ROCHESTER, Minn. — Why are major surgical errors called “never events?” Because they shouldn’t happen — but do. Mayo Clinic researchers identified 69 never events among 1.5 million invasive procedures performed over five years and detailed why each occurred. Using a system created to investigate military plane crashes, they coded the human behaviors involved to identify any environmental, organizational, job and individual characteristics that led to the never events. Their discovery: 628 human factors contributed to the errors overall, roughly four to nine per event. The study results are published in the journal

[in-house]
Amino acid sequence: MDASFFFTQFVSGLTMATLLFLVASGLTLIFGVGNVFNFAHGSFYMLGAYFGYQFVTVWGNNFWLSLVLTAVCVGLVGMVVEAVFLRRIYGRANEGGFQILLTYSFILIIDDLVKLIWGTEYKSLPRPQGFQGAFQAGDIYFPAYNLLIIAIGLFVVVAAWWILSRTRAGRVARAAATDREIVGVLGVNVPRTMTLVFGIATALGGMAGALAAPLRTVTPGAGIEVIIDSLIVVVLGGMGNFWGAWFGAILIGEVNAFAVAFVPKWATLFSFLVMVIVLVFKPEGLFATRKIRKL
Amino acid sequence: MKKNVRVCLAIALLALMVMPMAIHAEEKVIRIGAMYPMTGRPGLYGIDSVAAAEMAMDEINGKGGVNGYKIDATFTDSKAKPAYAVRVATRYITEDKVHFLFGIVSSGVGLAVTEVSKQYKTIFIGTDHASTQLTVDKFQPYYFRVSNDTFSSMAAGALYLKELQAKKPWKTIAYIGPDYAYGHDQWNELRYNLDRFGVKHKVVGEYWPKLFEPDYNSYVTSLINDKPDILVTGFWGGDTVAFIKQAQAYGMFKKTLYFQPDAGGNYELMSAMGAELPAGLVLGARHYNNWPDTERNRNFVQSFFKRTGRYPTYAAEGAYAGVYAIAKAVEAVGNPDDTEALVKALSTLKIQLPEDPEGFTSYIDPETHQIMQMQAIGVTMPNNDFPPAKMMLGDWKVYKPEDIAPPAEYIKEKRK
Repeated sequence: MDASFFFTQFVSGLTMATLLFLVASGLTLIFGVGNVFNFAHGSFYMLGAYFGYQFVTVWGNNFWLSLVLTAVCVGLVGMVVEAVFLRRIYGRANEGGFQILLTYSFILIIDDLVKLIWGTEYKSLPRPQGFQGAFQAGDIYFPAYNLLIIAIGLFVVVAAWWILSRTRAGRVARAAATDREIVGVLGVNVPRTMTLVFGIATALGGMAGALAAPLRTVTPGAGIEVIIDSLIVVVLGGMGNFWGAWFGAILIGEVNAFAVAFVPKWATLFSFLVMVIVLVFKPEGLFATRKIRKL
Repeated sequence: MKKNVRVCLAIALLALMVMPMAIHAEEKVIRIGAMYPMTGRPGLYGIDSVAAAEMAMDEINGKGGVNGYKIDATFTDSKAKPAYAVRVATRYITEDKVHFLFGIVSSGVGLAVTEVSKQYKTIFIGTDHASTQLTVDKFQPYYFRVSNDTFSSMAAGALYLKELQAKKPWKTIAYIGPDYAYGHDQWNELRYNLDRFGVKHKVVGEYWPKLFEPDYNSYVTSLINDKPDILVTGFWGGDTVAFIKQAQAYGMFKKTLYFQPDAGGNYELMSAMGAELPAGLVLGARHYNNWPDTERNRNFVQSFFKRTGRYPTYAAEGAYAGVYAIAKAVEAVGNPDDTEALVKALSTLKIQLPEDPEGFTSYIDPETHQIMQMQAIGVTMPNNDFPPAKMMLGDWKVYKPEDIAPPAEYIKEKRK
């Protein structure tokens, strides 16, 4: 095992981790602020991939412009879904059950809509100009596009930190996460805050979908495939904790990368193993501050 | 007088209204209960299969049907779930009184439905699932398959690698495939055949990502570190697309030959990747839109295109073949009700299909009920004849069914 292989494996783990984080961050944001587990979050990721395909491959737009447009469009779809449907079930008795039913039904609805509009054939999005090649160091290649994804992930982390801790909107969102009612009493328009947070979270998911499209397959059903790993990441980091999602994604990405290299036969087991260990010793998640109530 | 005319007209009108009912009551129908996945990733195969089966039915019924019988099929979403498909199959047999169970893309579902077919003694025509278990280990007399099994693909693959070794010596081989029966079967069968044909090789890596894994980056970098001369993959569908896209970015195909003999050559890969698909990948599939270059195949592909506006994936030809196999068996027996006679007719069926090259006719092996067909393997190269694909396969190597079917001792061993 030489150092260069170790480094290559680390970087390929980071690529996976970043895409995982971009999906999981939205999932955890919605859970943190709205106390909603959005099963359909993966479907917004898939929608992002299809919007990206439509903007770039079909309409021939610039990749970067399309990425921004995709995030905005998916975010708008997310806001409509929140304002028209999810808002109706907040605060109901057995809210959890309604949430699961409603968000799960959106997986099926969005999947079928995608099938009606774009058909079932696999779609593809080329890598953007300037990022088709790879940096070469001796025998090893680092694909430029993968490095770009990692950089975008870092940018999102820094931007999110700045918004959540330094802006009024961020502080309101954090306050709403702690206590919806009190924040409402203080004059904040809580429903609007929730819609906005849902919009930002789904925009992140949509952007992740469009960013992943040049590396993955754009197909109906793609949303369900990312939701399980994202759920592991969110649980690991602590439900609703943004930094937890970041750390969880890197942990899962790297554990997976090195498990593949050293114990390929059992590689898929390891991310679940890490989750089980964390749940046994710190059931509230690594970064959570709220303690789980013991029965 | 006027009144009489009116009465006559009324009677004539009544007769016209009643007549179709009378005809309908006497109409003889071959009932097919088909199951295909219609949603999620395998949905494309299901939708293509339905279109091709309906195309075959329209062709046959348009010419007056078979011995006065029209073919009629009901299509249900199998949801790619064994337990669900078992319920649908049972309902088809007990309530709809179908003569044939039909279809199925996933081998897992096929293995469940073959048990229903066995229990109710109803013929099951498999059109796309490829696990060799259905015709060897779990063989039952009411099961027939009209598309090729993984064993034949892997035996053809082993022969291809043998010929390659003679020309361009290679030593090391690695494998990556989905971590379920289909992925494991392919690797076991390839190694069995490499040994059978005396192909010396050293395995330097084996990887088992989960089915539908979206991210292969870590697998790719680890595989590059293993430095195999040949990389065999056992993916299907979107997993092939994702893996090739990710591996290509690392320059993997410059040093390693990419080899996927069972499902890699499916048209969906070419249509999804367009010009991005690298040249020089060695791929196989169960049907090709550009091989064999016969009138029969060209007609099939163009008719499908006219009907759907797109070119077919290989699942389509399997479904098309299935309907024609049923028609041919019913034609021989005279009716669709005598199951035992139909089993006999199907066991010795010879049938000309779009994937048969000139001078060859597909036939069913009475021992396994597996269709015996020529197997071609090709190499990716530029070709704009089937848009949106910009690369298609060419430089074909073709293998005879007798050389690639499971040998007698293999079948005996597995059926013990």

The never events included performing the wrong procedure (24), performing surgery on the wrong site or wrong side of the body (22), putting in the wrong implant (5), or leaving an object in the patient (18). All of the errors analyzed occurred at Mayo; none were fatal.
The Mayo Rochester campus rate of never events over the period studied was roughly 1 in every 22,000 procedures. Because of inconsistencies in definitions and reporting requirements, it is hard to find accurate comparison data, but a recent study based upon information in the National Practitioner Data Bank estimated that the rate of such never events in the United States is almost twice that in this report, approximately 1 in 12,000 procedures.
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